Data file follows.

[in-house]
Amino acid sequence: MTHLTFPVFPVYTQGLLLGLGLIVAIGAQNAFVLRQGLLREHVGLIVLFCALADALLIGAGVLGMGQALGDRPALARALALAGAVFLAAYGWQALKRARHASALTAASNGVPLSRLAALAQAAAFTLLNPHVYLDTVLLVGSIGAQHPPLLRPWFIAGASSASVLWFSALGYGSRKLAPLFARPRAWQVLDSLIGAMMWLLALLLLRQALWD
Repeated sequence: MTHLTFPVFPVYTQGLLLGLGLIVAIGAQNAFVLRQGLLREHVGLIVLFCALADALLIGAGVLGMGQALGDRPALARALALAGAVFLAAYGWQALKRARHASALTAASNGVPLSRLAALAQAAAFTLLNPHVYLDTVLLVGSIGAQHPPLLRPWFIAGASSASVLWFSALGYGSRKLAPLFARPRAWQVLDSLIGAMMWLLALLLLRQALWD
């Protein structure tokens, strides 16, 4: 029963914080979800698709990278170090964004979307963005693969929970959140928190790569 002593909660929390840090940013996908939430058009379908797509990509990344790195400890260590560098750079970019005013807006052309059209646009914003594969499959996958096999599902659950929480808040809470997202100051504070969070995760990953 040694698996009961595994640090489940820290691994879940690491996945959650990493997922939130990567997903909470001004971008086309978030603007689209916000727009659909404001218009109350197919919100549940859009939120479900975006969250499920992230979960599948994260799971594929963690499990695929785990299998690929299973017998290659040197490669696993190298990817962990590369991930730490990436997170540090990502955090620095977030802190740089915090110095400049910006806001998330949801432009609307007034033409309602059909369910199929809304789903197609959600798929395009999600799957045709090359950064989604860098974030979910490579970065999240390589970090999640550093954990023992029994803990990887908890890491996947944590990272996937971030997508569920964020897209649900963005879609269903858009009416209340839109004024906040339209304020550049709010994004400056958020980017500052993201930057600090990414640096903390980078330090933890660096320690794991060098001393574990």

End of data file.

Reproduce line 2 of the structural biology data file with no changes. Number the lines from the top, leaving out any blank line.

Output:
Amino acid sequence: MTHLTFPVFPVYTQGLLLGLGLIVAIGAQNAFVLRQGLLREHVGLIVLFCALADALLIGAGVLGMGQALGDRPALARALALAGAVFLAAYGWQALKRARHASALTAASNGVPLSRLAALAQAAAFTLLNPHVYLDTVLLVGSIGAQHPPLLRPWFIAGASSASVLWFSALGYGSRKLAPLFARPRAWQVLDSLIGAMMWLLALLLLRQALWD